Symposium Bauhaus Beyond Borders

bauhausbanner © Irmi Maunu-Kocian

Fri, 04/05/2019 -
Sun, 04/07/2019

9:00 AM - 5:00 PM

Chicago Architecture Center

Exploring the Legacy in the 21st Century

  1. Chicago Architecture Center, Chicago, IL, April 5, 3 pm – 8 pm
  2. Northwestern University, Evanston Campus, Evanston, IL, April 6, 9 am – 5 pm
  3. Elmhurst College and Elmhurst Art Museum, Elmhurst, IL, April 7, 10 am – 3 pm (public) / 9 am – 5 pm (students)

This 3-day interdisciplinary symposium is organized to celebrate the centenary of the Bauhaus, one of the world’s most innovative art and design schools and movements, and to highlight its tremendous global influence. The German Bauhaus, known for its hands-on approach and its linear, functional, but elegant forms, was founded on April 1, 1919, in Weimar, and continued to operate during the Weimar Republic until 1933, when numerous artists and architects emigrated. Many moved to the USA and to Chicago, such as Ludwig Mies van der Rohe and László Moholy-Nagy.

More information and RSVP and registration forms for all parts
of the symposium and the immersion day will be available in early February, 2019, on this site: http://bit.ly/bauhausbeyondborders


auditoriumstuehle © Irmi Maunu-Kocian Friday, April 5, 2019  at 6:00 pm
Chicago Architecture Center, Joan and Gary Gand Lecture Hall
Keynote Address by Dr. Regina Bittner, Bauhaus Dessau
Episodes from a Cosmopolitan Project: Bauhaus Encounters and Resonances 

In October 1934, Jack Pritchard met Walter Gropius and his wife at Victoria Station in London. Jack Pritchard founder of the Isokon Ltd. welcomed the prominent couple and offered them an apartment in the Lawn Road Flats, designed by Wells Coats. These in 1934 opened service houses became a preferred destination and temporary place to stay for artists and intellectuals from Europe, a kind of ‘arrival city’.
The episode serves as point of departure of the talk, sketching out moving networks between various actors, objects, ideas and places, where the Bauhaus school resonates within different cultural context.
Taking Walter Benjamin`s conception of translation as conceptual frame, the lecture doesn`t present a homogenous system of the Bauhaus unchanged by its transnational journeys, rather reveals the misunderstandings, resistances and hindrances in the migration process of modern design and architecture.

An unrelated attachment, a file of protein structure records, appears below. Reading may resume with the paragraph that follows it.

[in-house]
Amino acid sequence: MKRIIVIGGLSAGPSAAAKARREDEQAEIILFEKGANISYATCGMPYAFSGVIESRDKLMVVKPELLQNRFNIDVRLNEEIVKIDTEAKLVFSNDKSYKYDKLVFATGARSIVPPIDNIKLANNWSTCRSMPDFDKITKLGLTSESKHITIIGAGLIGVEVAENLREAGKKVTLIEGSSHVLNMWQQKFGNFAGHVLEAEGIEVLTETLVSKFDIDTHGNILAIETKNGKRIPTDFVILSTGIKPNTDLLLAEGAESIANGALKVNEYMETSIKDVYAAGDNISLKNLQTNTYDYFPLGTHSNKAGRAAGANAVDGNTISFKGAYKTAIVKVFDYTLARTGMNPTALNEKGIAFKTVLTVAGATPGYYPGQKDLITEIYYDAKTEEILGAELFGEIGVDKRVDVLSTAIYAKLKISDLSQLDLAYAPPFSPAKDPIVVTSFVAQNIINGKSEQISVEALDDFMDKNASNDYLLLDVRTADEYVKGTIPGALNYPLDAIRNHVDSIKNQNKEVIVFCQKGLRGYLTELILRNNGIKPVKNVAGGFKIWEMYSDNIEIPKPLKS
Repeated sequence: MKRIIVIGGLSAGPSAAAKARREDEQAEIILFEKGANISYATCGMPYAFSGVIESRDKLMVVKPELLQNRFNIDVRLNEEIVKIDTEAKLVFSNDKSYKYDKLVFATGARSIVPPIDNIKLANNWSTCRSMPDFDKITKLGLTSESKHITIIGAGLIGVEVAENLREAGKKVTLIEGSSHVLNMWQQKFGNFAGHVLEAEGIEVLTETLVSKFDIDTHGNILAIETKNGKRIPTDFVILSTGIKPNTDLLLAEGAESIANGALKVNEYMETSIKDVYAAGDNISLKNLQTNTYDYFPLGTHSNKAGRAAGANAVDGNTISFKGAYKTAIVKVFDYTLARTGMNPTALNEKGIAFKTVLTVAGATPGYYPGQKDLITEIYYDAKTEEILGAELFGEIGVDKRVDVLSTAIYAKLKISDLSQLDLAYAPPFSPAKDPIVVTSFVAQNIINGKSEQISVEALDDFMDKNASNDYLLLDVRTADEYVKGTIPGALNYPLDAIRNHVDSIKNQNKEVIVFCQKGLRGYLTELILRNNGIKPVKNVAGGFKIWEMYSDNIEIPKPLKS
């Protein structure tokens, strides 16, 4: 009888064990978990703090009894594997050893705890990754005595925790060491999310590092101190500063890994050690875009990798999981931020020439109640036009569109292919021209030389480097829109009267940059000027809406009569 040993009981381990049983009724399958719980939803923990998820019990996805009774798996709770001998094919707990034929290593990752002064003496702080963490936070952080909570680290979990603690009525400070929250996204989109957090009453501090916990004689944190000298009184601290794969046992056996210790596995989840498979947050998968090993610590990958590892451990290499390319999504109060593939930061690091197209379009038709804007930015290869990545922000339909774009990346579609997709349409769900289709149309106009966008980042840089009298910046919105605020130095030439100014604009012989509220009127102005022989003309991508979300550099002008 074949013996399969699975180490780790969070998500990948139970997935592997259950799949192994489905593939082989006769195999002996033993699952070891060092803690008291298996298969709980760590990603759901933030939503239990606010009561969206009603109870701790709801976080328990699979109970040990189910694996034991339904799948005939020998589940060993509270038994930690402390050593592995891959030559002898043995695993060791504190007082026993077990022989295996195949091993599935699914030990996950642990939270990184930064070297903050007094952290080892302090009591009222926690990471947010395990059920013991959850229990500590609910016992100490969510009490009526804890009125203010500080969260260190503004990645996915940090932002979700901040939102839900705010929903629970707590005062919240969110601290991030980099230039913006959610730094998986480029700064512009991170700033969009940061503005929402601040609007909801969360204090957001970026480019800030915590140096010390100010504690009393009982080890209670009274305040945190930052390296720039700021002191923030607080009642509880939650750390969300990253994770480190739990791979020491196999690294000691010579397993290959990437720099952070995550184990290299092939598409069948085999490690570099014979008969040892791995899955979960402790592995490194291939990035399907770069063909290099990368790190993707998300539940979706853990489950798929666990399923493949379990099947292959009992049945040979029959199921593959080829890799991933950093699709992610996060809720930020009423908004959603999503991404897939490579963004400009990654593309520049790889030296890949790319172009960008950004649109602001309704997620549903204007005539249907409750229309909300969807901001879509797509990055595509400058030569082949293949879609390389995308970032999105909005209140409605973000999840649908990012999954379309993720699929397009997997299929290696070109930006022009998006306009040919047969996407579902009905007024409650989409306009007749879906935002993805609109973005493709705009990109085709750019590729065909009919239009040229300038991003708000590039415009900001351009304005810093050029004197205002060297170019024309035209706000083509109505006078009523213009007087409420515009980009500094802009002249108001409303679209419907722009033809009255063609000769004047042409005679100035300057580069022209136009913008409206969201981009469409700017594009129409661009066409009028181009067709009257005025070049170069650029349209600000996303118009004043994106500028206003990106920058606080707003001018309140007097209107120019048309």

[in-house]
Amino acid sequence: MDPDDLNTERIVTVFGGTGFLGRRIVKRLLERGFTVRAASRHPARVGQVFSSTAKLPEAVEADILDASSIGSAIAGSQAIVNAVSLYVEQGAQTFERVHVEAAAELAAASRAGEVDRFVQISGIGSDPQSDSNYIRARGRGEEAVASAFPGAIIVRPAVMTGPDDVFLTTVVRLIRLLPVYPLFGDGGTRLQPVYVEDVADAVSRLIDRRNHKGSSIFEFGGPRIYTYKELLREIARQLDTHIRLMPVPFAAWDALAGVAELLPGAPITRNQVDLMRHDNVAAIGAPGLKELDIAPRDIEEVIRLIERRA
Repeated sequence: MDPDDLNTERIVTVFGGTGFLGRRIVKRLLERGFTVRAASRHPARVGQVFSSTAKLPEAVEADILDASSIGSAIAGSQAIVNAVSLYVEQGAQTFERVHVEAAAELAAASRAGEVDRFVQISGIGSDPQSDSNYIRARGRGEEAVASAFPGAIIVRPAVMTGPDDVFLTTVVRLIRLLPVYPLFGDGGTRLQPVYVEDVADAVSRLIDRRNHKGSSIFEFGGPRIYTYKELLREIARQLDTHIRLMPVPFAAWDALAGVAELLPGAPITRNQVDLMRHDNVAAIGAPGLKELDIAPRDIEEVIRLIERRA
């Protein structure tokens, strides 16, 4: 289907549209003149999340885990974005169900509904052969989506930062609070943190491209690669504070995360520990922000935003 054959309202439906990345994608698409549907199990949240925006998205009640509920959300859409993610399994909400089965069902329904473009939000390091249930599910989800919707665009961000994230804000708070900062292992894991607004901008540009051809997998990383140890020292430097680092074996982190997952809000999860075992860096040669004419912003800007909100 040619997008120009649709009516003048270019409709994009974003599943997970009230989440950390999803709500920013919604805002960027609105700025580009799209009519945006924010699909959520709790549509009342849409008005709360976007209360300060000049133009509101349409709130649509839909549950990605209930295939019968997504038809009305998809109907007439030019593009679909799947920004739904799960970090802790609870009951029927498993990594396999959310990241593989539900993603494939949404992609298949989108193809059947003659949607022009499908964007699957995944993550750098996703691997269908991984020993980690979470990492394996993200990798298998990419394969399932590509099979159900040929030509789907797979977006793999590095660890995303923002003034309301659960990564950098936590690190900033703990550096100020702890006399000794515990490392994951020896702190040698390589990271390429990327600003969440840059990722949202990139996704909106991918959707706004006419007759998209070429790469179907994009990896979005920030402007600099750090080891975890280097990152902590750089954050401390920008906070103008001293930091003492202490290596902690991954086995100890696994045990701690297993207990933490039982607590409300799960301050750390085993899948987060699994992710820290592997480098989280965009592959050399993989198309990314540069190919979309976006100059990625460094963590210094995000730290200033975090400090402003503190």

gropiusdesk © Irmi Maunu-Kocian Saturday, Arpil 6, 2019 at 9:00 am
Northwestern University Evanston Campus, Kaplan Humanities Center
Opening Lecture by
Michael Dreyer (Forschungszentrum Politikwissenschaft und Weimarer Republik, FSU Jena)
Modernity and the Republic: The first German Democracy and the Bauhaus

The Bauhaus was not just an architectural, aesthetic, or even cultural “event”. It was born, it lived, and it was destroyed in a politically volatile environment – not unlike the Weimar Republic, which was conceived in the same provincial town in Thuringia. The talk will address the connections between the first German democracy and the democratic culture it created and nurtured. It will be argued that the Bauhaus could only be created – and exist – within the political framework of the Weimar liberal democracy and the cultural environment the new Republic deliberately furthered.


                                                                                                                                                                  

bauhauslicht © Irmi Maunu-Kocian Sunday, April 7, 2019  at 1:30 pm
Elmhurst Art Museum
Public Lecture by Dr. Regina Bittner, Bauhaus Dessau
Bauhaus Translated: Transcultural Encounters with the Avant-garde School







Regina Bittner © Regina Bittner Regina Bittner (PhD) studied cultural theory and art history at Leipzig University and received her doctorate from the Institute for European Ethnology at the Humboldt Universität zu Berlin. As head of the Academy of the Bauhaus Dessau Foundation she is responsible for the conceptualization and teaching of the postgraduate program for design and global modernism studies, the Bauhaus Lab and the CoopDesignReserach program. She has curated numerous exhibitions on the architectural, urban and cultural history of modernism as well as on the Bauhaus. She has been the Deputy Director of the Bauhaus Dessau Foundation since 2009. Since 2018 she holds a professorship for Art History at the Martin Luther University Halle. Her most recent curatorial and publication projects include Craft becomes modern. The Bauhaus in the making (in collaboration with Renee Padt 2017),  In Reserve. The Household! Historic Models and Contemporary Positions from the Bauhaus. (in collaboration with Elke Krasny) and  The Bauhaus in Calcutta. An Encounter of the Cosmopolitan Avant-garde (in collaboration with Kathrin Rhomberg, 2013).

This project is a part of the “Year of German-American Friendship” initiative in 2018/19. The “Year of German-American Friendship” is a comprehensive and collaborative initiative of the Federal Foreign Office, the Goethe-Institute, and with support ‎of the Federation of German Industries (BDI), highlighting the decades long relationship grounded in common values, interests, and goals. It is co-organized by Northwestern University, the Chicago Architecture Center, the Goethe-Institut Chicago, the Northern Illinois AATG, and the Elmhurst Art Museum.
 

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